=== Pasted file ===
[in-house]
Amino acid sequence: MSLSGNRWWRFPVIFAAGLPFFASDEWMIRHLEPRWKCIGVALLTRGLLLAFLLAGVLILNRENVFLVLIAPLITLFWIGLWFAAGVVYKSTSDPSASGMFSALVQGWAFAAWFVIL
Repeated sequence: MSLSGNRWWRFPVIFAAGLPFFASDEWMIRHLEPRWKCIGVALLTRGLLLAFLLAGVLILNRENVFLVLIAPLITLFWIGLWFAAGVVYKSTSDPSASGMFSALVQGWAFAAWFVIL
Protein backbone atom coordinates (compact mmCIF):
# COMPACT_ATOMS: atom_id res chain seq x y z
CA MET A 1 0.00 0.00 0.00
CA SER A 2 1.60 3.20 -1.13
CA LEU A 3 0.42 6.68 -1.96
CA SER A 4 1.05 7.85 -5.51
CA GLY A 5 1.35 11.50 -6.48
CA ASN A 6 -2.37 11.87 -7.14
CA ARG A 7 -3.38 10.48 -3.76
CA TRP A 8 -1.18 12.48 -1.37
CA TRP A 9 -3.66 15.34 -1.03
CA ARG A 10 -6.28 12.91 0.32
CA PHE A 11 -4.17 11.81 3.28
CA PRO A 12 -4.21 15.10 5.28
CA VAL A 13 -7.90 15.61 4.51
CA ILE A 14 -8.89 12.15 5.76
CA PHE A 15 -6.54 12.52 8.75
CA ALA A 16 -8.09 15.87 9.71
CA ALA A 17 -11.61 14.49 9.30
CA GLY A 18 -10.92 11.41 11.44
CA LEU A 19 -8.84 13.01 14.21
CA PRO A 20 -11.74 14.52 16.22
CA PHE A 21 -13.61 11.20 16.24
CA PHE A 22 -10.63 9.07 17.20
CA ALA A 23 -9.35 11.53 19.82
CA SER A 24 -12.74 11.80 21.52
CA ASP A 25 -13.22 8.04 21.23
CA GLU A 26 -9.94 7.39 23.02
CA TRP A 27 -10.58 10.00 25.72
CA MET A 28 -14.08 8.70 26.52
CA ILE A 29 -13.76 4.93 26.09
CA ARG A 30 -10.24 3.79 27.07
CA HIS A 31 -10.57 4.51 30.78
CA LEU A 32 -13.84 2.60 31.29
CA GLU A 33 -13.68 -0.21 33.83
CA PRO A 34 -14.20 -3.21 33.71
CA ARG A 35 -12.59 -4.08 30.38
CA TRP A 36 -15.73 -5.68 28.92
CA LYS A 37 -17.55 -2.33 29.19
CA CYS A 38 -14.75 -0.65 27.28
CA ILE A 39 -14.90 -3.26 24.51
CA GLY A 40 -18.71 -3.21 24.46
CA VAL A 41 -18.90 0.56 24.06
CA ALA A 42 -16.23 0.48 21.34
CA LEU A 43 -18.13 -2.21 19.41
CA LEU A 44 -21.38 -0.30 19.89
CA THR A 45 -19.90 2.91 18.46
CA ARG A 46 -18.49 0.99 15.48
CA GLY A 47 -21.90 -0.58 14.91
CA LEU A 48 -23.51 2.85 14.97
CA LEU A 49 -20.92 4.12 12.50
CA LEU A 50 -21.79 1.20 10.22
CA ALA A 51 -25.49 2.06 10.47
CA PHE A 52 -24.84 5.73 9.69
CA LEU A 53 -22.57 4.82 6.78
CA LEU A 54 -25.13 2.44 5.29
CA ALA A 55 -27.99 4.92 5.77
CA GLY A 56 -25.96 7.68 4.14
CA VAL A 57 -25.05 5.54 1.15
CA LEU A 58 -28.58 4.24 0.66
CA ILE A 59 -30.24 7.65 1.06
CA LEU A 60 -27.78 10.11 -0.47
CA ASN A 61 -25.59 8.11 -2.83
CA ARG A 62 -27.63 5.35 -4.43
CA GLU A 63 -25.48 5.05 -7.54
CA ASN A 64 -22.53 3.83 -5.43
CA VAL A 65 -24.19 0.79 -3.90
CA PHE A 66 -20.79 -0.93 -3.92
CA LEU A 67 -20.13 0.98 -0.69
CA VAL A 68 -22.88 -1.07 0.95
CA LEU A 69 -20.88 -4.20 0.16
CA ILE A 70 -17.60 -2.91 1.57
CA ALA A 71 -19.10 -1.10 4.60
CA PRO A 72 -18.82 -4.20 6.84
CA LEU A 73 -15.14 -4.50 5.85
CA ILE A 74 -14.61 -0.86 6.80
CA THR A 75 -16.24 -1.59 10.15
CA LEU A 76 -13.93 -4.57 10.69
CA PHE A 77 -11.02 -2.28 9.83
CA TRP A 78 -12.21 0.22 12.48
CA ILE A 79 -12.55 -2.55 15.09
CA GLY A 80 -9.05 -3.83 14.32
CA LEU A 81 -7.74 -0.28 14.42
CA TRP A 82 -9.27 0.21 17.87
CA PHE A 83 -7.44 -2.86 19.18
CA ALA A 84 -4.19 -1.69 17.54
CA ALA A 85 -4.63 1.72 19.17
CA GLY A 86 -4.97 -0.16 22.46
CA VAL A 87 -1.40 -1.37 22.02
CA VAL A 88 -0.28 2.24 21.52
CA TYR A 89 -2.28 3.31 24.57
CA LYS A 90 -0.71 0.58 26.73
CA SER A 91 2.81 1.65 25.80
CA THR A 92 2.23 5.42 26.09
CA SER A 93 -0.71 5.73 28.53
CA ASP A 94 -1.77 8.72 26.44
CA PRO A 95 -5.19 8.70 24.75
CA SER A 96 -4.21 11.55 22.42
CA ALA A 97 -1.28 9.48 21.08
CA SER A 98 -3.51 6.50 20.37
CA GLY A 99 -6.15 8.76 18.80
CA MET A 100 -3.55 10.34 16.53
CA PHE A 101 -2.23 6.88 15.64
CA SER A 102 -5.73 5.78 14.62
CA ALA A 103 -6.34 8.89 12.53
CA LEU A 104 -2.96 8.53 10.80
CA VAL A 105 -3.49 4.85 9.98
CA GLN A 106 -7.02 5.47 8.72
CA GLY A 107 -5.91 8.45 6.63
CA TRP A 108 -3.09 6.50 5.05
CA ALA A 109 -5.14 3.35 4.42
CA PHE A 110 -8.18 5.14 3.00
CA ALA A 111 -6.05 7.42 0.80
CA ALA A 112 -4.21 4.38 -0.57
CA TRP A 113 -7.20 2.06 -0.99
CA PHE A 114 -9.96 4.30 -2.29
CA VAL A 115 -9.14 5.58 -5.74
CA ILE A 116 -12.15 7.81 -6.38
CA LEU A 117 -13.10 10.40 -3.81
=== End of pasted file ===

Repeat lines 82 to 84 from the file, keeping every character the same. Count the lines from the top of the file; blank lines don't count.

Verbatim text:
CA PHE A 77 -11.02 -2.28 9.83
CA TRP A 78 -12.21 0.22 12.48
CA ILE A 79 -12.55 -2.55 15.09